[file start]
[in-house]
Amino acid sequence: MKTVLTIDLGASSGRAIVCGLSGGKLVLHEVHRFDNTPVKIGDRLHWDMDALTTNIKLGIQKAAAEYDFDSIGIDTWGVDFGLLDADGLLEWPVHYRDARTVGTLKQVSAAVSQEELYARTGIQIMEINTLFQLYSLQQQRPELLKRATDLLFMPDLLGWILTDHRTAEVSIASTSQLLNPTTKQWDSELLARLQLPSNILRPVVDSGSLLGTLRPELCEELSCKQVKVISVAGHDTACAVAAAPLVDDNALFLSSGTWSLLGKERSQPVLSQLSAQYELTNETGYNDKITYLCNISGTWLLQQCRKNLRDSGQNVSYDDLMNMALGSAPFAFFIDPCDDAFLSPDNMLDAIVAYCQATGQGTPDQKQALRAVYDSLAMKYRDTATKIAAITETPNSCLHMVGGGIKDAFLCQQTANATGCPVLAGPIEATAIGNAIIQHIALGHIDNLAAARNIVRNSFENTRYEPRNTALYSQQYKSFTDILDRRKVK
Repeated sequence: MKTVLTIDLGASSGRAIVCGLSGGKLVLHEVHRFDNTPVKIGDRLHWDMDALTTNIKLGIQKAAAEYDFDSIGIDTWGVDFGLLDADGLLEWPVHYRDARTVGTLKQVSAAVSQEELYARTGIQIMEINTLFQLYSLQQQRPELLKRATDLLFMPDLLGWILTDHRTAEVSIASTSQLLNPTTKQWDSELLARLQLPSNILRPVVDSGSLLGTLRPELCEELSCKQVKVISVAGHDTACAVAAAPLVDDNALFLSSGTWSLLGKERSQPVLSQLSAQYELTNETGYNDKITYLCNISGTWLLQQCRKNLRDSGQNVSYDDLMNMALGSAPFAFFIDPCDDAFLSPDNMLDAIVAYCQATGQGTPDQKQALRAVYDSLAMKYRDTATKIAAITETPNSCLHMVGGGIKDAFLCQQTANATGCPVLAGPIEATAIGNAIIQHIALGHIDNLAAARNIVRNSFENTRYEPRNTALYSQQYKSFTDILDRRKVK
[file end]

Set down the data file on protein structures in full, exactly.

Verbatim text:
[in-house]
Amino acid sequence: MKTVLTIDLGASSGRAIVCGLSGGKLVLHEVHRFDNTPVKIGDRLHWDMDALTTNIKLGIQKAAAEYDFDSIGIDTWGVDFGLLDADGLLEWPVHYRDARTVGTLKQVSAAVSQEELYARTGIQIMEINTLFQLYSLQQQRPELLKRATDLLFMPDLLGWILTDHRTAEVSIASTSQLLNPTTKQWDSELLARLQLPSNILRPVVDSGSLLGTLRPELCEELSCKQVKVISVAGHDTACAVAAAPLVDDNALFLSSGTWSLLGKERSQPVLSQLSAQYELTNETGYNDKITYLCNISGTWLLQQCRKNLRDSGQNVSYDDLMNMALGSAPFAFFIDPCDDAFLSPDNMLDAIVAYCQATGQGTPDQKQALRAVYDSLAMKYRDTATKIAAITETPNSCLHMVGGGIKDAFLCQQTANATGCPVLAGPIEATAIGNAIIQHIALGHIDNLAAARNIVRNSFENTRYEPRNTALYSQQYKSFTDILDRRKVK
Repeated sequence: MKTVLTIDLGASSGRAIVCGLSGGKLVLHEVHRFDNTPVKIGDRLHWDMDALTTNIKLGIQKAAAEYDFDSIGIDTWGVDFGLLDADGLLEWPVHYRDARTVGTLKQVSAAVSQEELYARTGIQIMEINTLFQLYSLQQQRPELLKRATDLLFMPDLLGWILTDHRTAEVSIASTSQLLNPTTKQWDSELLARLQLPSNILRPVVDSGSLLGTLRPELCEELSCKQVKVISVAGHDTACAVAAAPLVDDNALFLSSGTWSLLGKERSQPVLSQLSAQYELTNETGYNDKITYLCNISGTWLLQQCRKNLRDSGQNVSYDDLMNMALGSAPFAFFIDPCDDAFLSPDNMLDAIVAYCQATGQGTPDQKQALRAVYDSLAMKYRDTATKIAAITETPNSCLHMVGGGIKDAFLCQQTANATGCPVLAGPIEATAIGNAIIQHIALGHIDNLAAARNIVRNSFENTRYEPRNTALYSQQYKSFTDILDRRKVK